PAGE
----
• Systems. If your staff is the heartbeat of your practice, then systems are its backbone. Certainly your computer system and programs are a key element, but a systematic approach to practice operations is absolutely necessary. There are numerous classes being offered on practice management, patient and staff retention, practice benchmarking and a host of hands on workshops and expert roundtable discussions all designed to help you develop the practice of your dreams.
  • Technology. I decided to count the number of new lens designs, lens treatments, frame collections and accessories offered up in 2010. I gave up sometime last March. If you think you can keep up by only reading trade publications or simply meeting with manufacturer’s reps, you’re crazy. There’s too much new stuff and too few hours in the day to stay on top of everything. If you believe that one or two manufacturer’s have a lock on every new development, you’re kidding yourself. Talk with your staff and choose courses that will either enhance your current understanding of the latest technology or introduce you to something new and different. You can’t possibly attend every class on every new development, but you can schedule some in-office time to meet with a rep or schedule a training meeting for the entire staff. Make your meeting/training appointments while you’re at the show because you’re going to be inundated with “show mail” in the weeks that follow.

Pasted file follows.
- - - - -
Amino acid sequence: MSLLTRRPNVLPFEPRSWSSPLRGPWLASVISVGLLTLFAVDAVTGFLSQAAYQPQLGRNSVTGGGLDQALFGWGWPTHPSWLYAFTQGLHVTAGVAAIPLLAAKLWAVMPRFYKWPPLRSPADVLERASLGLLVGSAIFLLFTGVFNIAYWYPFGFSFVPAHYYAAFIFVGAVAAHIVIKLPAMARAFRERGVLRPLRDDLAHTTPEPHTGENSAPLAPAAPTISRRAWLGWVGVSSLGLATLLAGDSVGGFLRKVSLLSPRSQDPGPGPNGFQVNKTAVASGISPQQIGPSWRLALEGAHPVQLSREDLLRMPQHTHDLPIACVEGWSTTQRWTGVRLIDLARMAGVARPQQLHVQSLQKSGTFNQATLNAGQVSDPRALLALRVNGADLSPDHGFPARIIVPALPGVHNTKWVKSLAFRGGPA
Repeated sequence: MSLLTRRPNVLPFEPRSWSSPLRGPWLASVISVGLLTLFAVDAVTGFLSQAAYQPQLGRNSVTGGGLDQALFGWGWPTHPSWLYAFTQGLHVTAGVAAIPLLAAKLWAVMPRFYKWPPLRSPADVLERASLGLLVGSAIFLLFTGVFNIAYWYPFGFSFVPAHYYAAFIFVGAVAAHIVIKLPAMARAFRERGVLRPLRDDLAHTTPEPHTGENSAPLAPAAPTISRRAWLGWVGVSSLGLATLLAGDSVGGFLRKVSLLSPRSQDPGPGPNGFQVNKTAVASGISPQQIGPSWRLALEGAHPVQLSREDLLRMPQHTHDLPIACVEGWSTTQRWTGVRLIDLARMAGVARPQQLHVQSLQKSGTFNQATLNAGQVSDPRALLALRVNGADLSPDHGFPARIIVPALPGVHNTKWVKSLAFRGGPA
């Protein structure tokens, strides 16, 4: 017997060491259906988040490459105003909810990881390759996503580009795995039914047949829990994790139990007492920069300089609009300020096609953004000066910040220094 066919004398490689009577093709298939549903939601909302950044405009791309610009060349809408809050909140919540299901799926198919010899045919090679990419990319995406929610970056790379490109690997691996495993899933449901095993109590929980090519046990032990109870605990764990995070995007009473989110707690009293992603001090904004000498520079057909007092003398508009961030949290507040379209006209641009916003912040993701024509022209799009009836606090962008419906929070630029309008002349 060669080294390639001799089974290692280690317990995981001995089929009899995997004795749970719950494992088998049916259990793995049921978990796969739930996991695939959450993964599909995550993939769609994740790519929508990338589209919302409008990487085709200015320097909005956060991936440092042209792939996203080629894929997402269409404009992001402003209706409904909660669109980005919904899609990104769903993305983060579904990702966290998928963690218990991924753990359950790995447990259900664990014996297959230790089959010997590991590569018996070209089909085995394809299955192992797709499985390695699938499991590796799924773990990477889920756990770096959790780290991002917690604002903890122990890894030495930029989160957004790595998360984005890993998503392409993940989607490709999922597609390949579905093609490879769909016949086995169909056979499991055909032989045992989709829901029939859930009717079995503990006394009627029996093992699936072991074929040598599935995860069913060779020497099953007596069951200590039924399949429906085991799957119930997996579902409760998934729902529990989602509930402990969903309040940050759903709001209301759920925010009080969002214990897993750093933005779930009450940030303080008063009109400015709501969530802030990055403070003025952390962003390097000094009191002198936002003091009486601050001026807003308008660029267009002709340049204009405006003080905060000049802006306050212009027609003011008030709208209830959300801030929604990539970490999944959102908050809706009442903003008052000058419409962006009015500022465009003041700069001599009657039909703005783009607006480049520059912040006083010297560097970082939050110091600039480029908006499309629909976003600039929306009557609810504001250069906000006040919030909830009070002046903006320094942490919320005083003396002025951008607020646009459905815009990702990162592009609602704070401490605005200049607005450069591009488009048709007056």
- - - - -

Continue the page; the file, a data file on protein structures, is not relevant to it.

• Technical Skills. The “Boot Camp” courses offered during Vision Expo have grown from a single 2-hour course to 4 separate sessions delivered over 3 days. Contact lens courses have expanded as well. A poorly fitted pair of eyeglasses or contact lenses can torpedo the best exam in record time. Your dispensary is a major profit center in your practice and requires a very specific skill set. As the practice owner you may have the background to train your staff, but you probably don’t have the time necessary to do a thorough job. If you rely on a senior staff member to provide training, then it is essential that he or she is constantly up-grading and refining those skills. I’ve seen enough “7”-shaped temple bends to know that attending a “Boot Camp” will benefit everyone from your patient to your accountant.

So what’s the best use of your time? First, thoroughly analyze your practice statistics from 2010. What were your strengths and where is there room for improvement? Was your marketing plan successful or is it time for a new approach? Is your inventory turning at an acceptable rate or does it need to more accurately reflect your practice demographics? Are your lens options current or are you offering the same options you’ve always offered? Is your office hardware and software up-to-date or is it negatively affecting your office productivity? What does your office décor say to your patients? Is it current and hip or comfortably familiar? Does your staff present themselves as eyecare professionals or just employees?


When you have the answers to these questions, you can begin to make your plans for both the exhibit hall and the classrooms. Yes, I know the parties are fun, but they don’t add to your bottom line and they won’t benefit you, your practice or your professional staff.


You say you’re not going to New York? OK, then cut out this article and staple it to your calendar for July because there’s always Vegas, baby!